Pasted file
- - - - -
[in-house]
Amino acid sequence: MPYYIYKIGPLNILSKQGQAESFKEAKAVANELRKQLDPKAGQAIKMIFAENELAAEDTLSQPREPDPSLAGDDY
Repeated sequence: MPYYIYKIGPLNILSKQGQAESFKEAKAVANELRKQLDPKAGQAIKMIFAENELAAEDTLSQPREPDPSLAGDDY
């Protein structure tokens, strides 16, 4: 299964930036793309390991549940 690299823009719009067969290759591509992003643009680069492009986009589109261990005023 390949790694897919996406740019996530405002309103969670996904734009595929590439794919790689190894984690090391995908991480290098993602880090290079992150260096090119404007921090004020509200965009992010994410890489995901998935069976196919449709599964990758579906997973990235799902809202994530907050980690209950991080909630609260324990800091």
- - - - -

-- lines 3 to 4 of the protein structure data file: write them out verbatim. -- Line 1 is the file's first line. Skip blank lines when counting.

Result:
Repeated sequence: MPYYIYKIGPLNILSKQGQAESFKEAKAVANELRKQLDPKAGQAIKMIFAENELAAEDTLSQPREPDPSLAGDDY
């Protein structure tokens, strides 16, 4: 299964930036793309390991549940 690299823009719009067969290759591509992003643009680069492009986009589109261990005023 390949790694897919996406740019996530405002309103969670996904734009595929590439794919790689190894984690090391995908991480290098993602880090290079992150260096090119404007921090004020509200965009992010994410890489995901998935069976196919449709599964990758579906997973990235799902809202994530907050980690209950991080909630609260324990800091």